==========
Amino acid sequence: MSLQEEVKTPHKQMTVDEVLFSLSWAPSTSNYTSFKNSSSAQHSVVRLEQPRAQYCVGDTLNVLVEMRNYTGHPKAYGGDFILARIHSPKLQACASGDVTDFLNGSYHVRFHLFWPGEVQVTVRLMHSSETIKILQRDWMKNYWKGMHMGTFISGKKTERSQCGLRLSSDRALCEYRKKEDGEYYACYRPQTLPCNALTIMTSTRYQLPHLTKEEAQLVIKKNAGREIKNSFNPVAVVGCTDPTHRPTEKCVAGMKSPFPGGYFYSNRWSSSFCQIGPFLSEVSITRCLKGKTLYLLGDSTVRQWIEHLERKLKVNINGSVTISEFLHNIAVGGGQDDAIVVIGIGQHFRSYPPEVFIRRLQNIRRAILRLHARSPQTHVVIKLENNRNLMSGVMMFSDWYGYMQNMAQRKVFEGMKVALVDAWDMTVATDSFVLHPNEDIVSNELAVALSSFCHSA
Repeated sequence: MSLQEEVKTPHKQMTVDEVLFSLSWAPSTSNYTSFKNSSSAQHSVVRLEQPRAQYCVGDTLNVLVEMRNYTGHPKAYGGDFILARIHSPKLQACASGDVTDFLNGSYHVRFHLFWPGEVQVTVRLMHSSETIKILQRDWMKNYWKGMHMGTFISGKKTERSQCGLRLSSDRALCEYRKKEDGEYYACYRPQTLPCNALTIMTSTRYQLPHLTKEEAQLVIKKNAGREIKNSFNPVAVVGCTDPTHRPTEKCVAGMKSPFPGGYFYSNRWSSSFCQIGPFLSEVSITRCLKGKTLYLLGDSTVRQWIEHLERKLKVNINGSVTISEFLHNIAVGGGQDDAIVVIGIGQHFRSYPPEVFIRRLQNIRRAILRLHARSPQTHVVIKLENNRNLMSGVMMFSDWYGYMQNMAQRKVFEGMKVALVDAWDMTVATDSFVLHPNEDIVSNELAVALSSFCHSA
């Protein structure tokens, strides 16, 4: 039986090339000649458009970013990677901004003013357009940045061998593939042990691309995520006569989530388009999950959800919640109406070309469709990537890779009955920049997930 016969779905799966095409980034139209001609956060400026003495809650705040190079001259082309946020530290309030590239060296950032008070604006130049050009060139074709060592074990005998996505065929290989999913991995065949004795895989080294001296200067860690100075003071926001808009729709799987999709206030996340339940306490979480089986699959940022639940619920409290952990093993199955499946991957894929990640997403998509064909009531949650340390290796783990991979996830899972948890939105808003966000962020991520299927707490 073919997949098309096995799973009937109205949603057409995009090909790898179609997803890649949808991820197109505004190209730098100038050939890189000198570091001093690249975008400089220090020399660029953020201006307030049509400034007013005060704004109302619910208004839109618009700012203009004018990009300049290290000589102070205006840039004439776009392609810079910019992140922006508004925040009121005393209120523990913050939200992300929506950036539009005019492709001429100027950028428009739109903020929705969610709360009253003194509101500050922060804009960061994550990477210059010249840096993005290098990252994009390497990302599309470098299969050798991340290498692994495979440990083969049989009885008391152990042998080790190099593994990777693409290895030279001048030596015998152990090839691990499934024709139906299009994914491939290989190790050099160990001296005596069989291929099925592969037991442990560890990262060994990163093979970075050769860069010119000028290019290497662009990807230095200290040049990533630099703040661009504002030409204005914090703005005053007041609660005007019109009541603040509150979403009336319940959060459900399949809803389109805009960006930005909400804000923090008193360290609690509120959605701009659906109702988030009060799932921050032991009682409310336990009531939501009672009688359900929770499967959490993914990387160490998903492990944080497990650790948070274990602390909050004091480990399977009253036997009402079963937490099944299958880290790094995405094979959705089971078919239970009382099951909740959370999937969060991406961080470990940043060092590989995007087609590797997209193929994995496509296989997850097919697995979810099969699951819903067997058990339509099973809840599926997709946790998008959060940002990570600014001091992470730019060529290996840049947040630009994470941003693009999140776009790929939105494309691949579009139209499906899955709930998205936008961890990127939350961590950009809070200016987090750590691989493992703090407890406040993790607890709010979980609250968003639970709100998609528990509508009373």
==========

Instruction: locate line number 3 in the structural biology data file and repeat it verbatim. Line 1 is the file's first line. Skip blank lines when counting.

């Protein structure tokens, strides 16, 4: 039986090339000649458009970013990677901004003013357009940045061998593939042990691309995520006569989530388009999950959800919640109406070309469709990537890779009955920049997930 016969779905799966095409980034139209001609956060400026003495809650705040190079001259082309946020530290309030590239060296950032008070604006130049050009060139074709060592074990005998996505065929290989999913991995065949004795895989080294001296200067860690100075003071926001808009729709799987999709206030996340339940306490979480089986699959940022639940619920409290952990093993199955499946991957894929990640997403998509064909009531949650340390290796783990991979996830899972948890939105808003966000962020991520299927707490 073919997949098309096995799973009937109205949603057409995009090909790898179609997803890649949808991820197109505004190209730098100038050939890189000198570091001093690249975008400089220090020399660029953020201006307030049509400034007013005060704004109302619910208004839109618009700012203009004018990009300049290290000589102070205006840039004439776009392609810079910019992140922006508004925040009121005393209120523990913050939200992300929506950036539009005019492709001429100027950028428009739109903020929705969610709360009253003194509101500050922060804009960061994550990477210059010249840096993005290098990252994009390497990302599309470098299969050798991340290498692994495979440990083969049989009885008391152990042998080790190099593994990777693409290895030279001048030596015998152990090839691990499934024709139906299009994914491939290989190790050099160990001296005596069989291929099925592969037991442990560890990262060994990163093979970075050769860069010119000028290019290497662009990807230095200290040049990533630099703040661009504002030409204005914090703005005053007041609660005007019109009541603040509150979403009336319940959060459900399949809803389109805009960006930005909400804000923090008193360290609690509120959605701009659906109702988030009060799932921050032991009682409310336990009531939501009672009688359900929770499967959490993914990387160490998903492990944080497990650790948070274990602390909050004091480990399977009253036997009402079963937490099944299958880290790094995405094979959705089971078919239970009382099951909740959370999937969060991406961080470990940043060092590989995007087609590797997209193929994995496509296989997850097919697995979810099969699951819903067997058990339509099973809840599926997709946790998008959060940002990570600014001091992470730019060529290996840049947040630009994470941003693009999140776009790929939105494309691949579009139209499906899955709930998205936008961890990127939350961590950009809070200016987090750590691989493992703090407890406040993790607890709010979980609250968003639970709100998609528990509508009373």